We take a look back at Romie with Margot Lévêque, as she reflects on the serif’s long-awaited update
Five years after its original release, French type designer and strategist Margot Lévêque has announced an update of her beloved typeface, Romie. The new version sees ‘Romie Regular’ completely reworked, with the addition of three more styles; Medium, Bold and Black. Her favourite feature of the family is the addition of a mythical and large ligature set, “I’ve been asked for it so much since 2017,” she points out, “crazy.”
The original iteration of the typeface began in 2017, with a young Lévêque as a student undertaking her Master’s Degree in Type Design and Art Direction. Originally, she had not begun the course with the goal to go into type. Rather, she had aspired to become a better graphic designer as she reveals “at this time I didn't want to be a type designer – it’s way too hard! But in truth,” she continues, “it all started by coincidence.”
“One day, in the middle of a calligraphy class with Julien Priez, after having drawn a lot of letters with my pencil, I drew this serif. “So as you can see here, someone drew a hammer!” said (loudly) my master’s supervisor, Jean François Porchez. He laughed so hard! As he impressed me a lot, there was no way to continue with this hammering serif. But fortunately, my classmate (cc Baptiste Bernazeau) told me: “you’re kidding! It’s so cool, keep going!” I listened a lot to Baptiste because he always had an avant-garde and offbeat eye for everything. I decided to vectorise it and that’s how Romie was born. Thanks Baptiste!”
The hardest parts of taking it from a display typeface to a full family for Lévêque were working alone, and keeping up with the creative pace. “I’m a freelancer and creating typefaces is not my full-time job,” she explains, “so, I have to plan to work on my typefaces on weekends and in my free time.” With this process comes a lot of self-discipline and investment, even more so working solo in comparison to the output of a bigger foundry. This is where the type designer chooses to embrace anti-perfectionism. “The hardest part is also to accept that it won’t be perfect but to go through with it anyway,” she notes, before recalling something her therapist told her: “you don’t force anyone to use your fonts. Just have fun, do your best, do what you think is right and the result does not matter.”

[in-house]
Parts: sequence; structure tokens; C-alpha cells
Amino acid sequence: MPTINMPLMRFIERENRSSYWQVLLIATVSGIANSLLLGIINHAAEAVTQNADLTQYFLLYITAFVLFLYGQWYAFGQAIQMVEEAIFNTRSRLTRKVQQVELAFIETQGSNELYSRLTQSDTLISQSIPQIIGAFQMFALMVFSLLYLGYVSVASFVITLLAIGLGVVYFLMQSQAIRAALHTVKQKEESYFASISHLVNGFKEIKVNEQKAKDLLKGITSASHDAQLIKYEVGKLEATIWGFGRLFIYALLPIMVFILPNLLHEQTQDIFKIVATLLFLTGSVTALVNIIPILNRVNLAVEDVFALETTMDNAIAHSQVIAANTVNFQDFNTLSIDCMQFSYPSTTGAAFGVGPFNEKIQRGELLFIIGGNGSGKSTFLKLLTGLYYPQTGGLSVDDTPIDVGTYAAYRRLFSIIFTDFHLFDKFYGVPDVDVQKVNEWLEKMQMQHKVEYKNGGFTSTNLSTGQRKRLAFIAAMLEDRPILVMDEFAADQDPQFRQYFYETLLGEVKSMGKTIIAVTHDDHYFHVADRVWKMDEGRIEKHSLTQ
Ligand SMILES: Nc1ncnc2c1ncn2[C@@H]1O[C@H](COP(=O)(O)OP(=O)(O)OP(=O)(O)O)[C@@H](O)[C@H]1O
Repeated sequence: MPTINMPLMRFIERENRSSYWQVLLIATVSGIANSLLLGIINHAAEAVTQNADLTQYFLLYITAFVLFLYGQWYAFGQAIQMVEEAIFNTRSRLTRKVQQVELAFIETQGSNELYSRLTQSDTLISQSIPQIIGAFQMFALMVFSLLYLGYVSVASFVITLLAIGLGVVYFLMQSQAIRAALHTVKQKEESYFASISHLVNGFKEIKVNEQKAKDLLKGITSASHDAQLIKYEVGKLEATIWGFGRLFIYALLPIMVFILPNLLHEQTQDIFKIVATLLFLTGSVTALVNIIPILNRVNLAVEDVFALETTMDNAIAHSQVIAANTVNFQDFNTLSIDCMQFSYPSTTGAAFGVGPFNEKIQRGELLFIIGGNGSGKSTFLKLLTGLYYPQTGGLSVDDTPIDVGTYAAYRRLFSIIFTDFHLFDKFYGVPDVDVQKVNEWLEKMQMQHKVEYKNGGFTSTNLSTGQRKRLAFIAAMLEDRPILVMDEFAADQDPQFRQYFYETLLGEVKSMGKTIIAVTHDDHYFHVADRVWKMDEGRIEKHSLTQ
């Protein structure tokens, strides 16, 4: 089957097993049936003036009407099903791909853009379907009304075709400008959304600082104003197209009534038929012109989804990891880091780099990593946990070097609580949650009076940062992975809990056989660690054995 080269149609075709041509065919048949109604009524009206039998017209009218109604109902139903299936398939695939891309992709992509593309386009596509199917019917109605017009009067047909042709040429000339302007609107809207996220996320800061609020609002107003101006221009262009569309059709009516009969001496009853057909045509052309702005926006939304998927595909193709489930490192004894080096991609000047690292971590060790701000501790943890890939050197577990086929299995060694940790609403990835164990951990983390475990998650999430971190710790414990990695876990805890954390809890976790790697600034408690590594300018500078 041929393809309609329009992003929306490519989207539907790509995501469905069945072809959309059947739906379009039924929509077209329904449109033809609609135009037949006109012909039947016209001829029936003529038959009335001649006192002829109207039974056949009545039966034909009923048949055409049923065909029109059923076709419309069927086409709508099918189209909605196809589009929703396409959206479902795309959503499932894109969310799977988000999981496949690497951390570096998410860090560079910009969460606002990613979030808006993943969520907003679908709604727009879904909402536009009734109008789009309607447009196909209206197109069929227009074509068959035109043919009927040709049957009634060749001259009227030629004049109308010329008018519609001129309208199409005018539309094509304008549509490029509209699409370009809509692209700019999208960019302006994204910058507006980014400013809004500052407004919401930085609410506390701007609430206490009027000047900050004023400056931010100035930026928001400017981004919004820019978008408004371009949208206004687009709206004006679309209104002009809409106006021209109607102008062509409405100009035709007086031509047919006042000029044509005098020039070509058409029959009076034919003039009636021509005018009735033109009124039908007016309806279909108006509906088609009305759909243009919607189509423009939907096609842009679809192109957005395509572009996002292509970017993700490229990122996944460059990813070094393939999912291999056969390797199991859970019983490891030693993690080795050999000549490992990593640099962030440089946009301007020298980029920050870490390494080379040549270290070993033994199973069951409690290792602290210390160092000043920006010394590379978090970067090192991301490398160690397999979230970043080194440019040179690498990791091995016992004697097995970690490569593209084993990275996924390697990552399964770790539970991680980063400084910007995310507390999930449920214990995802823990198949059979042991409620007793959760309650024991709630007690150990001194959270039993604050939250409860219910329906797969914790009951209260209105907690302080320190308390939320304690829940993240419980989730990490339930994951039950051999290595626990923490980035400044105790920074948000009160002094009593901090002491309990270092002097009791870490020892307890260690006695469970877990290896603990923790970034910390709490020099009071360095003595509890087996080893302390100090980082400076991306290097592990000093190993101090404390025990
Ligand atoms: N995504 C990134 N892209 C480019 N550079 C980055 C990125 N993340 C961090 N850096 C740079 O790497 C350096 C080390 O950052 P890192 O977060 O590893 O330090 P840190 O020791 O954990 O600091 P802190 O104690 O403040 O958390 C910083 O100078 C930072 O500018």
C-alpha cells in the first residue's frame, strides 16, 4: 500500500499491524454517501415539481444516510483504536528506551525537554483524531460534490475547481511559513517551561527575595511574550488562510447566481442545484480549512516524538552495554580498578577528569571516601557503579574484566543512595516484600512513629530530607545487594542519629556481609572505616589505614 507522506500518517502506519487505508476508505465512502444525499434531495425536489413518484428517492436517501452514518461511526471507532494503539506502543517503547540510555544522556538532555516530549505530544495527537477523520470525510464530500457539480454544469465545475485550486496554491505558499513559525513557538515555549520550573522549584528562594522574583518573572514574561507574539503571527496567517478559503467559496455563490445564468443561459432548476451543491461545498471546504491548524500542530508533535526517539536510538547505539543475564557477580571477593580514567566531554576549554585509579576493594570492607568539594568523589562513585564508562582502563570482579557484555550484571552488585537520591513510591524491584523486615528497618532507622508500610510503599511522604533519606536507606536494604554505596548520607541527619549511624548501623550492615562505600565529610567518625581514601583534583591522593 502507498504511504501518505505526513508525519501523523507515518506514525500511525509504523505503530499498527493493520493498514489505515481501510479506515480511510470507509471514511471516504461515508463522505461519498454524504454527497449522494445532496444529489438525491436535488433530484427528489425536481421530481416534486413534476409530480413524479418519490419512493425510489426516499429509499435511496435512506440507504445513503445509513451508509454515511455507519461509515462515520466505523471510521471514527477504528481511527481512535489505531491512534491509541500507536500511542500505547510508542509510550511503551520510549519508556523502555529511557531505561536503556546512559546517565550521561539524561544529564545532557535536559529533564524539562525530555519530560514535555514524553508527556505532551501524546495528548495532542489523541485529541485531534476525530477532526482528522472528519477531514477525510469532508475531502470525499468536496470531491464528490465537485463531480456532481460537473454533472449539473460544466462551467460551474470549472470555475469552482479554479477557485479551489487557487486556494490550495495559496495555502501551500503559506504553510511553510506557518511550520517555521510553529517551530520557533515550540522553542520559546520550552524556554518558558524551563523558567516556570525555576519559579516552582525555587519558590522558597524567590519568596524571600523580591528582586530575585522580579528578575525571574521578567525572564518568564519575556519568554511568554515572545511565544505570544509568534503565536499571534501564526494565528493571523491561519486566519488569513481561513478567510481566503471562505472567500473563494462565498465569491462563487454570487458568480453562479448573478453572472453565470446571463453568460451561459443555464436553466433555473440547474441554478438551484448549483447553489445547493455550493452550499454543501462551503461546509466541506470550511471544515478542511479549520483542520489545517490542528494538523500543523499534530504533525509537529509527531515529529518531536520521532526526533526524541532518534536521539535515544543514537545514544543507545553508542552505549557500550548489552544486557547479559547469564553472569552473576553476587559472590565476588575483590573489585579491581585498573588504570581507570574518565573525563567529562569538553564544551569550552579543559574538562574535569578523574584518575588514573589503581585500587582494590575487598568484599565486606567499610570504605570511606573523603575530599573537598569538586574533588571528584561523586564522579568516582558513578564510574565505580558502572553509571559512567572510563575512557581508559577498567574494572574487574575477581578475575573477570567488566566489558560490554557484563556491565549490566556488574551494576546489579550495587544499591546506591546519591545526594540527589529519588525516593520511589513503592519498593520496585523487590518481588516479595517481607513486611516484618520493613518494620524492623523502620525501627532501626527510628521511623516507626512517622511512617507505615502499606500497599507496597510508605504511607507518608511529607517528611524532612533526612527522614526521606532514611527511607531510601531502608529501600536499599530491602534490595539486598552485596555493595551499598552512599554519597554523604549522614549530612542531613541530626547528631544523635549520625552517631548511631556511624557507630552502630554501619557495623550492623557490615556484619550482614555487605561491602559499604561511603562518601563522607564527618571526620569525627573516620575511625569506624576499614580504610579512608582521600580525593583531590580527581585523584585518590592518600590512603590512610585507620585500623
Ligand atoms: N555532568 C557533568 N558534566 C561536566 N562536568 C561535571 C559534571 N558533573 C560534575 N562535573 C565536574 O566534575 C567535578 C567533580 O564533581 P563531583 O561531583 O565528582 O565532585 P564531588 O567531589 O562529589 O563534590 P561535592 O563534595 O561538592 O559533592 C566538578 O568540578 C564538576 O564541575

This rejection of a perfectionist mindset, “that it will never be perfect,” is what Lévêque sees as the main thing she’s learnt from the process. Initially, she had sent a beta version of the expanded Romie family to a panel of people who offered to provide feedback. “Of the 10 people,” she tells us, “everyone had different feedback. No one agreed, while everyone was more experienced than me. First, I was disheartened. Then, everything makes sense.” Following this feedback, which came in February 2022, the type designer made the suggested changes and followed traditional type design rules more closely. The result? “I did not like Romie anymore.”
“The shapes were certainly better designed, but I had lost the soul of my font. For example, I corrected my ‘R’ because its serif is super long – but way too big to make a perfect kerning! I corrected it and it was not Romie anymore. Sorry for your kerning, but I decided to keep this weirdo ‘R,’ I love it.” This became a pivotal moment, as Lévêque realised ultimately that as long as she liked Romie, that’s all that truly mattered.
“Yes I am always happy to improve my practice, I LOVE learning things and hearing feedback from different people. But an eye remains an eye. And at this moment in my life, I chose the ‘R’ that seemed the most right for me. And that’s the most important thing, it teaches me to make choices and to have confidence in myself. It’s scary to come up with a design that is not perfect. But I often say that I make my own recipe and I try not to pollute myself with what I see on the internet.
I create typefaces through the bias of two things only: books and old specimens. I don’t follow any type inspiration network accounts, I never take inspiration from what I see on the internet. Otherwise, I don’t think I would have the portfolio I have today. I learned the basics, I learned how to do type with paper and a pencil. Now I want to trust myself and focus on my own eyes. Day by day I’m less rigid, I’m trying to give up my academic approach. My fonts are my own art. As long as I like them, that’s all that matters. Then, when people like them as well, that’s pure happiness.”